With three games of his suspension left to serve, “The Muscle Hamster” will have to wait until week four to redeem himself. In the meantime, Jacquizz Rodgers will pick up the slack. He illustrated his ability to fill the void last season by averaging over 105 yards from scrimmage and scoring twice during the five games he started in Martin’s absence.

Martin’s ADP is 106th at the moment, and Rodgers isn’t being drafted until pick 133. That’s a bargain for a backfield likely to yield RB2 numbers. Grab both backs late in the hopes that Rodgers keeps you afloat until Martin returns in the form of Dr. Jekyll.

Donte Moncrief – WR – Indianapolis Colts – (ADP 102)

After nearly doubling his yardage and touchdown totals from year one to year two, Moncrief was a popular breakout candidate for 2016. Unfortunately, the Ole Miss product was hampered by shoulder and hamstring issues, which limited him to just nine games. Despite his ailments, Moncrief led the team in receiving touchdowns, pulling in seven scores on just 30 receptions.

When exactly Andrew Luck returns from injury remains a mystery. Nevertheless, there is evidence to suggest that ‘Crief could be in for a big season. Second stringer, Scott Tolzien, heaved 11 of his 36 passes Moncrief’s way in the quarterback’s lone start last season, suggesting the 6’2” target could be leaned upon if Luck misses time.

As soon as number twelve is back, it’s bombs away for last year’s fifth ranked passing offense. Entering a contract year, Moncrief says he lost nine pounds this offseason in an effort to increase his speed and durability. The 24 year-old currently isn’t coming off the board until the 102nd pick, offering tremendous value at that point in your draft. With a FLEX floor and a WR2 ceiling, I’d suggest targeting Moncrief in the mid to late rounds come draft day.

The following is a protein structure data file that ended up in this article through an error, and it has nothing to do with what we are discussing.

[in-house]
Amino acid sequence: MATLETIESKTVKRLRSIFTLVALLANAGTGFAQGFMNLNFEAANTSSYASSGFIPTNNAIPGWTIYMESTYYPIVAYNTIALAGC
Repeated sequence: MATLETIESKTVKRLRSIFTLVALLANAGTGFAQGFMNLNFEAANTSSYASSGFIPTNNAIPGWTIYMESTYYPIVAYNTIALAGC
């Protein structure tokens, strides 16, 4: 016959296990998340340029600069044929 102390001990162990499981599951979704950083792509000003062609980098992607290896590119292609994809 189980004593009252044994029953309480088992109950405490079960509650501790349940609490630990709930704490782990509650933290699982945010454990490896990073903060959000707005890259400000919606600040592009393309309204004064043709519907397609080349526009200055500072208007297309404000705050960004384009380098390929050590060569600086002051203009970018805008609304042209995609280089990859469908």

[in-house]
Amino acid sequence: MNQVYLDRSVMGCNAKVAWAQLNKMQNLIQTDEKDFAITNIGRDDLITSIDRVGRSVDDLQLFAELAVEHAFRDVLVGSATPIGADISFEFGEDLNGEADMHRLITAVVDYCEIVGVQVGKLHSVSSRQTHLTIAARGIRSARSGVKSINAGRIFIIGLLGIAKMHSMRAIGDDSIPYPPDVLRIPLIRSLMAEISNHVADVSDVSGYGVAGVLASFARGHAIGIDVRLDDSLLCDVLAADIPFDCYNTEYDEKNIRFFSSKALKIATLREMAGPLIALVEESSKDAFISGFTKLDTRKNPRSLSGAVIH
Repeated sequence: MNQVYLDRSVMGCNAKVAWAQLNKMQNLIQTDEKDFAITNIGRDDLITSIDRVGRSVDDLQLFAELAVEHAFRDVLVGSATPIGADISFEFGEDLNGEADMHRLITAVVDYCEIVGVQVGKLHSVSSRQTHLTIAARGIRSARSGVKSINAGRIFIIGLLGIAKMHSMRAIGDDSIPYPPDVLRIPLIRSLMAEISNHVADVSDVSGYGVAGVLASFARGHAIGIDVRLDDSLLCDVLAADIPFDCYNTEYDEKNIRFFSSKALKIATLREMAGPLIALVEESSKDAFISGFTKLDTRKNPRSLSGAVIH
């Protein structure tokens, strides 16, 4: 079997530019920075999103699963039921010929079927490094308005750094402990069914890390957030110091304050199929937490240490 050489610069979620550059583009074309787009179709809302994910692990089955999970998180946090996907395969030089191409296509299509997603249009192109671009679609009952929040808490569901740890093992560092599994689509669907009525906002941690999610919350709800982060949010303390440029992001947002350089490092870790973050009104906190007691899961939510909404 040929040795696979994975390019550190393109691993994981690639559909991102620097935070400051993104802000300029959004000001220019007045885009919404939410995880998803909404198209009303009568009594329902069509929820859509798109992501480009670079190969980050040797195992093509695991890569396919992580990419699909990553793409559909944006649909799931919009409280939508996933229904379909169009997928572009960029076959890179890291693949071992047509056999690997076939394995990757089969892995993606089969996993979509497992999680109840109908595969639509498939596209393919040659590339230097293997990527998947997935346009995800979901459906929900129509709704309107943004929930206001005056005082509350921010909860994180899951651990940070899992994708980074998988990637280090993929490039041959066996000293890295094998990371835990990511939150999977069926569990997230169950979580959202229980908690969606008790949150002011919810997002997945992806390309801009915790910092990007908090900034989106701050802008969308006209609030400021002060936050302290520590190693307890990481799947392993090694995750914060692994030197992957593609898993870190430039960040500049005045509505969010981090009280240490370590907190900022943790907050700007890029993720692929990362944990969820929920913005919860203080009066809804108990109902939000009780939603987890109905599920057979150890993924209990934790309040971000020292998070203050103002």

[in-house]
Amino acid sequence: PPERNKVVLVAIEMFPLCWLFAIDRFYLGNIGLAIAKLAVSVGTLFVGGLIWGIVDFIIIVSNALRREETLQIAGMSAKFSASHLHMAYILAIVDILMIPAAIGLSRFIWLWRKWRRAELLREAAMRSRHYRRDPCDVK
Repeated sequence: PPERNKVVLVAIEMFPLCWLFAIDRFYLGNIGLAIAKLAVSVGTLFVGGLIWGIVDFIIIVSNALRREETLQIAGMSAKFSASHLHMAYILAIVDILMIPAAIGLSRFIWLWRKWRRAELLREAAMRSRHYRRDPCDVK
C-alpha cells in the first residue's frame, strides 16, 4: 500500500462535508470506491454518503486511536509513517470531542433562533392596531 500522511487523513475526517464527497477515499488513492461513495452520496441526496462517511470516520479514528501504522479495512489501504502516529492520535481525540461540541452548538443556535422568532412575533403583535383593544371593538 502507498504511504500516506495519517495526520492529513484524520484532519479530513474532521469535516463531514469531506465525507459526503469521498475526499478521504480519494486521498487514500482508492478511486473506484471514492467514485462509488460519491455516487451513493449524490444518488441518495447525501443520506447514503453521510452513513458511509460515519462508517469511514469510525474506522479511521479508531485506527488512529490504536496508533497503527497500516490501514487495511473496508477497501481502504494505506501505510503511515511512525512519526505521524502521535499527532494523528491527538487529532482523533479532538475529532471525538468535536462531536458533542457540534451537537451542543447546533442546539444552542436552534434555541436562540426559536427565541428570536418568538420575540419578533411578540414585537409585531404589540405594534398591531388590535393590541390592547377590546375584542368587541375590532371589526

Austin Hooper – TE – Atlanta Falcons – (ADP 137)

Hooper was the second tight end selected in the 2016 draft after being recognized as a Mackey Award finalist and impressing at the combine. As a rookie he led Atlanta’s tight ends in receiving yards (271) and touchdowns (3), but he was one of three Falcon tight ends to top 200 yards receiving. With Jacob Tamme elsewhere, Hooper now sits securely atop the depth chart and is expected to see a steep increase of targets.

Matt Ryan has been without a go-to tight end since Tony Gonzalez retired after the 2013 season. With Julio Jones frequently commanding double teams on the outside, the middle of the field will be wide open for Hooper to step up and be that guy. The Falcons also play just three games in 2017 versus teams who ranked top ten in passing touchdowns allowed last season, third fewest in the league.

With an ADP of 137th, Hooper is more than worth the late-round flyer it will cost to land him. The talent and opportunity are there for the 22 year-old to finish as a top ten fantasy tight end this season.

Honorable Mentions: Rob Kelley, Hunter Henry, Willie Snead, Carson Wentz and Kareem Hunt